"Papaya vandals strike again" is the headline news in Hawaii, where about 100 genetically modified papaya trees were destroyed late last week by machete-wielding vandals.
The destruction, which according to the Huffington Post is believed to have been an act of eco-terrorism, underscores the volatility of Hawaii's GMO debate. Although the papaya trees have been genetically altered to resist a devastating virus since the 1990s, two bills that could limit biotech innovations are currently up for debate on the Big Island. One, if passed, would require that the rest of the island's GMO-papaya trees be cut down as well -- and would impose jail time and fines for any farmers caught growing them.
Hawaii's Civil Beat first reported in August of the debate's focus on the state's papaya industry:
On one side, there are some of the world’s biotech giants — including Monsanto, Syngenta, Pioneer, Dow and BASF — that have put roots down in Hawaii in recent years, attracted by year-round growing conditions and an ecosystem of scale to test and grow produce such as seed corn. For such companies, a lot of money hangs in the balance.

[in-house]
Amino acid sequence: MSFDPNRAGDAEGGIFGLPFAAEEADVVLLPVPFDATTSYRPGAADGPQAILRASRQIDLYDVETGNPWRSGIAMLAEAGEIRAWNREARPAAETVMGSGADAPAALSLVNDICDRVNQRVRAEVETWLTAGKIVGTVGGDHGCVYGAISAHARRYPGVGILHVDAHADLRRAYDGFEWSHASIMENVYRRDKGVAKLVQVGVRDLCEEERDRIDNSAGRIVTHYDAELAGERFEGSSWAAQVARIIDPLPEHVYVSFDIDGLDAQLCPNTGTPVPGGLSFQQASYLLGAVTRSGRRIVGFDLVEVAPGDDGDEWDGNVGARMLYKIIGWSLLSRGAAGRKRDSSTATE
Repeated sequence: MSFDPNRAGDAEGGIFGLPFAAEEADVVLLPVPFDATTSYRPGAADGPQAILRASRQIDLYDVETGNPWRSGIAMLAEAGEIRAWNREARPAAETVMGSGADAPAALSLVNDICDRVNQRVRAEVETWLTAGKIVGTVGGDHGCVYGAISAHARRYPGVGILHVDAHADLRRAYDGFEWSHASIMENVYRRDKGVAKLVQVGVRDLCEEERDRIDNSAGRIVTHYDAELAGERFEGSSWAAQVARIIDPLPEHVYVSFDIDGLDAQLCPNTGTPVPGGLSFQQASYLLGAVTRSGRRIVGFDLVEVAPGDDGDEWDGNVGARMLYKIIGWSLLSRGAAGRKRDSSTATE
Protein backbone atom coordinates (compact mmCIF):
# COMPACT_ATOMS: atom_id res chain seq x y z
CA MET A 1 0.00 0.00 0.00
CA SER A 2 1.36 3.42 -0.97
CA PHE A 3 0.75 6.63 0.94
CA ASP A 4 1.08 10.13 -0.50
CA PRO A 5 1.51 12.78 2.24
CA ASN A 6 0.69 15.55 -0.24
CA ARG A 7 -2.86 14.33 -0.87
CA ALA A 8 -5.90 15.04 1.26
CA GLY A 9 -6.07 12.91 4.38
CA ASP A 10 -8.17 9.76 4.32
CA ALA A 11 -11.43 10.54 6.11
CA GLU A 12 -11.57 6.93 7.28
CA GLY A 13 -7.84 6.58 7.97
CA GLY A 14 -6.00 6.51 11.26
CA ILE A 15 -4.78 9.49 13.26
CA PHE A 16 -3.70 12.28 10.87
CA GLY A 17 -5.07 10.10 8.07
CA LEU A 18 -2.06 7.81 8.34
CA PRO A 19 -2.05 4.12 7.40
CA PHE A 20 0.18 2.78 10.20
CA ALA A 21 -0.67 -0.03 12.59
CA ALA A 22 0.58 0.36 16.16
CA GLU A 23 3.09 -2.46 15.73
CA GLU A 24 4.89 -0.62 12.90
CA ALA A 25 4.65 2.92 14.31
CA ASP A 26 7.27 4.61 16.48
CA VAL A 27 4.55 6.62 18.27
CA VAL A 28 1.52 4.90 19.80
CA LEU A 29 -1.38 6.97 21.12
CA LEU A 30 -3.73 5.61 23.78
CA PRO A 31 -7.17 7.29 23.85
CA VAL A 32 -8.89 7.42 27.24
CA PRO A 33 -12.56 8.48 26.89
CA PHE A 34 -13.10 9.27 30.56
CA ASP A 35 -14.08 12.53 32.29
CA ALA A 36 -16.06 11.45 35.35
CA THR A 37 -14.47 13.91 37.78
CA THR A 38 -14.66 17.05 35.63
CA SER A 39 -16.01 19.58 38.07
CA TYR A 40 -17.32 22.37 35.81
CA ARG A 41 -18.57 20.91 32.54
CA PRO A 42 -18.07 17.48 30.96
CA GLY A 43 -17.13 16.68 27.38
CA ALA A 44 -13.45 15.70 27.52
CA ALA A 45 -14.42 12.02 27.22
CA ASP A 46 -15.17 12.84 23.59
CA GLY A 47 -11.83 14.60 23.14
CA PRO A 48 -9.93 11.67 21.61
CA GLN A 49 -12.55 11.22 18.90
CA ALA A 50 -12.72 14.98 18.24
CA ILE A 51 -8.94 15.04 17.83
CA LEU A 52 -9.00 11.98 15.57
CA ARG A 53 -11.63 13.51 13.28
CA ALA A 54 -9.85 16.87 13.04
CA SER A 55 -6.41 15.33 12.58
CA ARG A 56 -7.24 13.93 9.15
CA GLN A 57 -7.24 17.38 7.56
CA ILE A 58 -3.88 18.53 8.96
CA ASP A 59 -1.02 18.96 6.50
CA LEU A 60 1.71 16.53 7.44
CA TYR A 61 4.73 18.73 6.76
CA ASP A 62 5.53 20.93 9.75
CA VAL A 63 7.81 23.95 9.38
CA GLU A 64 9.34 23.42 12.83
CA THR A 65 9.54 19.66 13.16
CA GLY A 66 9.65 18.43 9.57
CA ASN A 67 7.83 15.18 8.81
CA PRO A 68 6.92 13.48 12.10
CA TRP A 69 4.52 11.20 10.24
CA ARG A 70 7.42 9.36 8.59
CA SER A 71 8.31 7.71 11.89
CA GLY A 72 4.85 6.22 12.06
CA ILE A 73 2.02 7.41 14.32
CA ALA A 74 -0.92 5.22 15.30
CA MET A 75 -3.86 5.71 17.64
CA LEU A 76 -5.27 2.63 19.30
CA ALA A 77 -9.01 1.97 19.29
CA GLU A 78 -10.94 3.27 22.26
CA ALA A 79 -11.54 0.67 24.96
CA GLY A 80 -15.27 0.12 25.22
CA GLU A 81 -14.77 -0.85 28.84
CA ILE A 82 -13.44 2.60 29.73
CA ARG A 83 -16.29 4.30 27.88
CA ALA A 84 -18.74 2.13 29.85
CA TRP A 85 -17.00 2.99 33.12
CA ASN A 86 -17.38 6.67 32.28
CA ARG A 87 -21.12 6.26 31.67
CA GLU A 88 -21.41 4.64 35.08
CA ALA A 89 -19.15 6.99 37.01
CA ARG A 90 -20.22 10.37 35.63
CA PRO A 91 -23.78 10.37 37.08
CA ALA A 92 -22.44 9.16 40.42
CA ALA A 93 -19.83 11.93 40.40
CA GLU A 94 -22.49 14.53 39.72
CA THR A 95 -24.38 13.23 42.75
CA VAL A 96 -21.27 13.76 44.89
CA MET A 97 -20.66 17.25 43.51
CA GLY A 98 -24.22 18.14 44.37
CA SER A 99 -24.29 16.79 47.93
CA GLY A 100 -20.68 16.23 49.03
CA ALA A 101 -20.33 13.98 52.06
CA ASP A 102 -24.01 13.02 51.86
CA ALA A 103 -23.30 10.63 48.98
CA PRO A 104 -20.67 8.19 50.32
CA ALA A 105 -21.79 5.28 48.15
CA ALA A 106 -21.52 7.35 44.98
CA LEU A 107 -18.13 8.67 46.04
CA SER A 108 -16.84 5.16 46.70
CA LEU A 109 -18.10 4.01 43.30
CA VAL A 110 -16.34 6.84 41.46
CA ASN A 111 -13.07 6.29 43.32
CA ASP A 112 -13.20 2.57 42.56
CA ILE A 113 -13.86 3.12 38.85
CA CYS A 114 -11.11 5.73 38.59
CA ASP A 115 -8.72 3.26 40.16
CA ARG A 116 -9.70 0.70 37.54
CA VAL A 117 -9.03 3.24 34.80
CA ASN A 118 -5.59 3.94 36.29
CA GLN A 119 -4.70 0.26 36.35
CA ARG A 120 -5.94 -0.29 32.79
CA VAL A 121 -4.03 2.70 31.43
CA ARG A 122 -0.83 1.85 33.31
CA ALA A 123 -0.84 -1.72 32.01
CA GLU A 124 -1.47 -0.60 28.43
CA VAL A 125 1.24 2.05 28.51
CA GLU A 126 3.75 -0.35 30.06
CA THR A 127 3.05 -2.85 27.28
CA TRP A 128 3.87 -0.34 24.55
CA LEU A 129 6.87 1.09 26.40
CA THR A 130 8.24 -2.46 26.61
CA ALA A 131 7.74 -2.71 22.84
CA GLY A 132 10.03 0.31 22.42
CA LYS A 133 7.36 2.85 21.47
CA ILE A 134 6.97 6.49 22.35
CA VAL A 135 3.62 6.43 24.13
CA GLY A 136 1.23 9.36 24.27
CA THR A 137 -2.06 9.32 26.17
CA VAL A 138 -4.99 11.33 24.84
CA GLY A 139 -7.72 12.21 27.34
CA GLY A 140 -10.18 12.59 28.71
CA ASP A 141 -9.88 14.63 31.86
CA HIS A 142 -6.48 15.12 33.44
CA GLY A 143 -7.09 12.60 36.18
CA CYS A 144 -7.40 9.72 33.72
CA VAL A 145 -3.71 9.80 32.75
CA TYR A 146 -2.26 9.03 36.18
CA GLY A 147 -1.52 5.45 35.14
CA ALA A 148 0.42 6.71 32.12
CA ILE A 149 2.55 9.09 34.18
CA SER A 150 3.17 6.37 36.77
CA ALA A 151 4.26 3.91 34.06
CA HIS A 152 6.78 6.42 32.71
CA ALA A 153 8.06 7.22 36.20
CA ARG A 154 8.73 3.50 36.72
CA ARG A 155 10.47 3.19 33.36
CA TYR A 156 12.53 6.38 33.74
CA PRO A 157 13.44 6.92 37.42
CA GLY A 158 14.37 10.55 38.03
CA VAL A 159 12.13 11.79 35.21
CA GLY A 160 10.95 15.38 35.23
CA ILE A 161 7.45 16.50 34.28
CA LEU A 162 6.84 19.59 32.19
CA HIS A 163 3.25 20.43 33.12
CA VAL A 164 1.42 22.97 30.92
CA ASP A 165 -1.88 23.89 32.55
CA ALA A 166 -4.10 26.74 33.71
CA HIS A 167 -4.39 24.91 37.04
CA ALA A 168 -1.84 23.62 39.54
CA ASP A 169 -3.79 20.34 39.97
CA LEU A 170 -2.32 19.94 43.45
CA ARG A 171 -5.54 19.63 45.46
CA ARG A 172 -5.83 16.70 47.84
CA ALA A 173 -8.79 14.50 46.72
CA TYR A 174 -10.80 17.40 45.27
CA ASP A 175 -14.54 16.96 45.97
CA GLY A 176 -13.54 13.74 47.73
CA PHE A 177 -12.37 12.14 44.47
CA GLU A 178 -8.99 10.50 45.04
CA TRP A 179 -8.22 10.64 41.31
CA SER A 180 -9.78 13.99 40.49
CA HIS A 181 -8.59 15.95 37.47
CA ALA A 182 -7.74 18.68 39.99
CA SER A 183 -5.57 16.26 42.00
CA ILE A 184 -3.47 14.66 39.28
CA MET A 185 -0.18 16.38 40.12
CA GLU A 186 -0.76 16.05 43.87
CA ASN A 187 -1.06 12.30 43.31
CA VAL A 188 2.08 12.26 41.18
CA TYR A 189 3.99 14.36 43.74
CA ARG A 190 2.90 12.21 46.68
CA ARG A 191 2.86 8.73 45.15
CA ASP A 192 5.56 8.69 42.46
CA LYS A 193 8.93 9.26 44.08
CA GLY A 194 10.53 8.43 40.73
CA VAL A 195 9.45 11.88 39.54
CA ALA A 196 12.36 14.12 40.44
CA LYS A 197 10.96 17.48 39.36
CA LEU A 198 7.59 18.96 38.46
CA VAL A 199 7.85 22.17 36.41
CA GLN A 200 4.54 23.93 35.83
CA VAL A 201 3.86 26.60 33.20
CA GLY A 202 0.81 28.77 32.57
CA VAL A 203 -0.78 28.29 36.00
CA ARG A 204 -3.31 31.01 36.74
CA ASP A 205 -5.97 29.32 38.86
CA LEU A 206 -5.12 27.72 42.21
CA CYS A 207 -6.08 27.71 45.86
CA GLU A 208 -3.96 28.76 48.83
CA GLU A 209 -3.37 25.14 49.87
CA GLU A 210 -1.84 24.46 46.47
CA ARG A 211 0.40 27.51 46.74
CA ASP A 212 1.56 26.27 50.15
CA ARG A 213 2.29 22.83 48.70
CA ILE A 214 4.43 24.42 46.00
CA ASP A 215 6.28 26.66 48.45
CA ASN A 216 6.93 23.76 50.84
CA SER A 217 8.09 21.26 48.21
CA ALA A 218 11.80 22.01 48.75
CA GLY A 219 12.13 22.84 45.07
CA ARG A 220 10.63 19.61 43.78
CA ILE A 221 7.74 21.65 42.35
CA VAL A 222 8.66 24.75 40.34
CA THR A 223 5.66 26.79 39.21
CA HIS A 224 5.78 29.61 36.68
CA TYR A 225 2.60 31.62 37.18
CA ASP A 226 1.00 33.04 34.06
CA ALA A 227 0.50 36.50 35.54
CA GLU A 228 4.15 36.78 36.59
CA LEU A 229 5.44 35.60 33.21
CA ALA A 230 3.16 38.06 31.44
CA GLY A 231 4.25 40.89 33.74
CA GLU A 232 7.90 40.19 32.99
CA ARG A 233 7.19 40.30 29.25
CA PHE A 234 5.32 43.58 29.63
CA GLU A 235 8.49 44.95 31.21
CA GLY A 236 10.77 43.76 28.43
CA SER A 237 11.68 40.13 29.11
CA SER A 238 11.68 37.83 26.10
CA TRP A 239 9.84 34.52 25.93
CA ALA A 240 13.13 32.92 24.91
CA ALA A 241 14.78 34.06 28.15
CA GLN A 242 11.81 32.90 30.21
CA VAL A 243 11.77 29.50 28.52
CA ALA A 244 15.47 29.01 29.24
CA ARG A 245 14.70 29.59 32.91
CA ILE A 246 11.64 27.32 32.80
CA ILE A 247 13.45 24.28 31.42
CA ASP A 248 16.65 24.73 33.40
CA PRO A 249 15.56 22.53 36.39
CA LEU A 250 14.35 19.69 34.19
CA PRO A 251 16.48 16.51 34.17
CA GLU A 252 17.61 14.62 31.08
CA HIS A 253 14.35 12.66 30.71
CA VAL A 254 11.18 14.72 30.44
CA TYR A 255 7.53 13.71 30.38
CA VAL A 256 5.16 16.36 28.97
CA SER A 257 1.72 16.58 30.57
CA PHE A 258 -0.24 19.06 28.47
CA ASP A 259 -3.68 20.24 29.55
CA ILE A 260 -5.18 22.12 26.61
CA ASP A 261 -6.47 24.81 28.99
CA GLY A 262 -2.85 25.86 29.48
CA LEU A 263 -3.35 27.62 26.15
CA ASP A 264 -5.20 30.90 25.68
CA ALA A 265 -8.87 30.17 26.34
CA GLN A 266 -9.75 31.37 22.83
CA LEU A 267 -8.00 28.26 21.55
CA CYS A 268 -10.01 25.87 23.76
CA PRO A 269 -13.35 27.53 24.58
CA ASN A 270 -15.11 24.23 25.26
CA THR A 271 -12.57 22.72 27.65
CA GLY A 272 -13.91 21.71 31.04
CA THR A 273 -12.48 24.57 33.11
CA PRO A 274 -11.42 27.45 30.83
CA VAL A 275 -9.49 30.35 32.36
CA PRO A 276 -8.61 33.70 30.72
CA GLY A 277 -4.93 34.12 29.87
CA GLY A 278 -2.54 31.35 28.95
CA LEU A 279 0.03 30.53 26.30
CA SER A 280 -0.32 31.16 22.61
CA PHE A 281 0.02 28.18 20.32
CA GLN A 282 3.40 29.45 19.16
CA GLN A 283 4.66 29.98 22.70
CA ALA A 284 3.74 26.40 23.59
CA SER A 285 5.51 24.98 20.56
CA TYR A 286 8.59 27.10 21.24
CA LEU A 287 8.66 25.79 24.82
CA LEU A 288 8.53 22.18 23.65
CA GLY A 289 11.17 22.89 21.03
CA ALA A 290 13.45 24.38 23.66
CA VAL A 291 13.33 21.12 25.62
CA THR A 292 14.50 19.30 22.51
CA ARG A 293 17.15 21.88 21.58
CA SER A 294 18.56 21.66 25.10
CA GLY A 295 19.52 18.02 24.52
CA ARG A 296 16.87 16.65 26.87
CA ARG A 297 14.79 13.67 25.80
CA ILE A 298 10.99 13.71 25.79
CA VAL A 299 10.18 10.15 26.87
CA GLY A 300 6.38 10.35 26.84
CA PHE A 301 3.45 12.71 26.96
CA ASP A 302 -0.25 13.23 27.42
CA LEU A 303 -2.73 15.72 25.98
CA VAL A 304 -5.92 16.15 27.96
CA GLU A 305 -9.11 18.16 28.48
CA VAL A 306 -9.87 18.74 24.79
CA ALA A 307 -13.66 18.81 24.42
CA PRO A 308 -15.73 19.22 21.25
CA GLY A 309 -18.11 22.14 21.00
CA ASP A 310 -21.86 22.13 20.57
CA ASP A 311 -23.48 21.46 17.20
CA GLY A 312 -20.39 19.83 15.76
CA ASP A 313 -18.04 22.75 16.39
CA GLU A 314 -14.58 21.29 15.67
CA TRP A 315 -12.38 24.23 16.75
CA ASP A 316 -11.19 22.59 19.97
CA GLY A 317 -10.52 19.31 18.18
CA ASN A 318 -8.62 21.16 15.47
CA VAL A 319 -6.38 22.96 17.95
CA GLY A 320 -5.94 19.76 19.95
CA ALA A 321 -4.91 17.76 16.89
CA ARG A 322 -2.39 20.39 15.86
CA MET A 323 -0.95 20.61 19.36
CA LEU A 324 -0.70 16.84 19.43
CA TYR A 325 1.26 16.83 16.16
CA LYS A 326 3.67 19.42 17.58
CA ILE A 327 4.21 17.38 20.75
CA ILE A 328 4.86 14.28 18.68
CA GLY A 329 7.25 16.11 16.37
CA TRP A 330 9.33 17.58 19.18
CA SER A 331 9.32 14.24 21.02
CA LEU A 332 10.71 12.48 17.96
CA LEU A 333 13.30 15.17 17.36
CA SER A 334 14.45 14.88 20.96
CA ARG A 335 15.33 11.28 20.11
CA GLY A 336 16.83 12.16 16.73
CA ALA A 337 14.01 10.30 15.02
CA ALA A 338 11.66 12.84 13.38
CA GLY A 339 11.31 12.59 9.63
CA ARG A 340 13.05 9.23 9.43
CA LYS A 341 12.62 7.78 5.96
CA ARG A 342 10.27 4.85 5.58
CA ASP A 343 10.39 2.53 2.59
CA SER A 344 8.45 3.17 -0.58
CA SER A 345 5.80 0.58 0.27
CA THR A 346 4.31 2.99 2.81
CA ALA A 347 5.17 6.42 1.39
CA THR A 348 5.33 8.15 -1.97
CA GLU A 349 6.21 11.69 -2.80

On the other side, some GMO opponents have vowed to make Hawaii ground zero for the national and international battle over genetically modified crops.
The site points out that genetic modification, in this case, may well have saved the local papaya industry -- valued at $11 million -- and that it's been determined to be safe by the U.S. Department of Agriculture, the Environmental Protection Agency and the U.S. Food and Drug Administration. But at a local level, papaya farmers have borne the consequences of anti-GMO sentiment through a loss of sales and, in some cases, attacks on their property.
In this most recent incident, the destroyed crop was valued at $3,000. It was the second time the same family had been targeted.